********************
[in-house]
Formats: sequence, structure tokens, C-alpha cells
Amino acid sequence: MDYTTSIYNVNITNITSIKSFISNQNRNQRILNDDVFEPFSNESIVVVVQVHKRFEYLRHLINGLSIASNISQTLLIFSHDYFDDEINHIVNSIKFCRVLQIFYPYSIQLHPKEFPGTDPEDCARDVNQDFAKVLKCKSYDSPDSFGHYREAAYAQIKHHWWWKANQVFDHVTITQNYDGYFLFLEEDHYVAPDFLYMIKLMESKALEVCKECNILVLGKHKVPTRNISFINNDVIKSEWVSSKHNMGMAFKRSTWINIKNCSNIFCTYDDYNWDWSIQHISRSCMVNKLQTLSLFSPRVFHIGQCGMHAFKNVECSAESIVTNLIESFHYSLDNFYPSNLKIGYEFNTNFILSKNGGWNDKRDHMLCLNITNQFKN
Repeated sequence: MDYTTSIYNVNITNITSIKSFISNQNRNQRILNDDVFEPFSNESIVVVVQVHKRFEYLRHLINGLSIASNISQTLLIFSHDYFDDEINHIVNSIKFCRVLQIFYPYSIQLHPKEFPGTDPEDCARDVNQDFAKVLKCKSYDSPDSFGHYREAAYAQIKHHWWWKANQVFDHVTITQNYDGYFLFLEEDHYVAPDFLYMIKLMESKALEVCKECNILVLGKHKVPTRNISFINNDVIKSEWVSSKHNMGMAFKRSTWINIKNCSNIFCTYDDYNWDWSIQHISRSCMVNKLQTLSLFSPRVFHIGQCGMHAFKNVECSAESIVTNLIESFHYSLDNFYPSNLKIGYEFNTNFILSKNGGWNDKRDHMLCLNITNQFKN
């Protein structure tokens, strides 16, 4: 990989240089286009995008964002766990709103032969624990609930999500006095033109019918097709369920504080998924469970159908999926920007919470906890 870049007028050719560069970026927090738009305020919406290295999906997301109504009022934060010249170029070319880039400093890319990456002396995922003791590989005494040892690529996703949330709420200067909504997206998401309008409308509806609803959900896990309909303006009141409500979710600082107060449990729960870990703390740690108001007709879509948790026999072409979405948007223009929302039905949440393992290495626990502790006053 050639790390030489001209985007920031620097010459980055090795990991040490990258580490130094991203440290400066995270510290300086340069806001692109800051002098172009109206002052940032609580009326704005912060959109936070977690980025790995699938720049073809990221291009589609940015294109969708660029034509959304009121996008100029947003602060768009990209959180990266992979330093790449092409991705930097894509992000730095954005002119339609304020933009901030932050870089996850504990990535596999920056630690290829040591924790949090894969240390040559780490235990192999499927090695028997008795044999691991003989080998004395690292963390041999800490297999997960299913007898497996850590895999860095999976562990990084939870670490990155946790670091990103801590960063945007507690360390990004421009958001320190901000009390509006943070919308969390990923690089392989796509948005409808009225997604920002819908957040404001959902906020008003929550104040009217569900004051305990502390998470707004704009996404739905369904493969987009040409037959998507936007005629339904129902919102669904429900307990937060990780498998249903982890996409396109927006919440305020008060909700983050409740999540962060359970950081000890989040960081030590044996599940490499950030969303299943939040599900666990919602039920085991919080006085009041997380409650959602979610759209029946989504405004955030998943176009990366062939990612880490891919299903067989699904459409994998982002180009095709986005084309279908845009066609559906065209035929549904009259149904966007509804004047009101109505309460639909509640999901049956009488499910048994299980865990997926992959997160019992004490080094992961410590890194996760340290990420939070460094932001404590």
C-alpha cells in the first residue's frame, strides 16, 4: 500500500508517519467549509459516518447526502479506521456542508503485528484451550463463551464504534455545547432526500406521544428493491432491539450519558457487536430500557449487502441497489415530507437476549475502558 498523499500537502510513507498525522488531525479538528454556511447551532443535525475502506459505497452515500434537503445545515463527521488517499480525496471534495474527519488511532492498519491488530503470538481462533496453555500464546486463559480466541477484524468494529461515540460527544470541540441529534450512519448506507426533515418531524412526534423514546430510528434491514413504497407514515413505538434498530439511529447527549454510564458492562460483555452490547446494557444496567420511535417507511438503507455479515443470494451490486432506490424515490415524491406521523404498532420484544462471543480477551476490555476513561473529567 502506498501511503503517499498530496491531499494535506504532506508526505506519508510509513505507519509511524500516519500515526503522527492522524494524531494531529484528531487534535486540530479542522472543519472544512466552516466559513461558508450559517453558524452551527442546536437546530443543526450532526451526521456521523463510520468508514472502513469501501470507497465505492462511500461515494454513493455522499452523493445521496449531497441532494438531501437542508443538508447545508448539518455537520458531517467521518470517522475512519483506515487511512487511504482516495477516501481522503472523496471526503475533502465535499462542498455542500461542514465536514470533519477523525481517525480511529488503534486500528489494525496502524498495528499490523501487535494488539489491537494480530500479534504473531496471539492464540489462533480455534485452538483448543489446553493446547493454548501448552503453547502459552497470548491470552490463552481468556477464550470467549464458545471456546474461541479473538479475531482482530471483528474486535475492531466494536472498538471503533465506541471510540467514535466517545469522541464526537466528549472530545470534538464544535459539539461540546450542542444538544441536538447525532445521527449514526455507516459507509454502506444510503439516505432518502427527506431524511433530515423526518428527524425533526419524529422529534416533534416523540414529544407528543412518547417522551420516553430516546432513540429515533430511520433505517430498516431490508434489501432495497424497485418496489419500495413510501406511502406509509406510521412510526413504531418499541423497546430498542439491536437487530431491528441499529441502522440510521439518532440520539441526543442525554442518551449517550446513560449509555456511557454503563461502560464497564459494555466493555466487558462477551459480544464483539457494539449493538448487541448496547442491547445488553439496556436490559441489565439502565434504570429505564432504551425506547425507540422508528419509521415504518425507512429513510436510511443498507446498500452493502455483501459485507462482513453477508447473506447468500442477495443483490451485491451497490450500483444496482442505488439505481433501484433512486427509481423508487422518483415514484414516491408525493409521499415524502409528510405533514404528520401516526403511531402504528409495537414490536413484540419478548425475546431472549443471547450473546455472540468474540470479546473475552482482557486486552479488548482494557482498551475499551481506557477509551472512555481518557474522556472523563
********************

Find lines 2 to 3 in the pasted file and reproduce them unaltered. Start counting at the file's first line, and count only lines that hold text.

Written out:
Formats: sequence, structure tokens, C-alpha cells
Amino acid sequence: MDYTTSIYNVNITNITSIKSFISNQNRNQRILNDDVFEPFSNESIVVVVQVHKRFEYLRHLINGLSIASNISQTLLIFSHDYFDDEINHIVNSIKFCRVLQIFYPYSIQLHPKEFPGTDPEDCARDVNQDFAKVLKCKSYDSPDSFGHYREAAYAQIKHHWWWKANQVFDHVTITQNYDGYFLFLEEDHYVAPDFLYMIKLMESKALEVCKECNILVLGKHKVPTRNISFINNDVIKSEWVSSKHNMGMAFKRSTWINIKNCSNIFCTYDDYNWDWSIQHISRSCMVNKLQTLSLFSPRVFHIGQCGMHAFKNVECSAESIVTNLIESFHYSLDNFYPSNLKIGYEFNTNFILSKNGGWNDKRDHMLCLNITNQFKN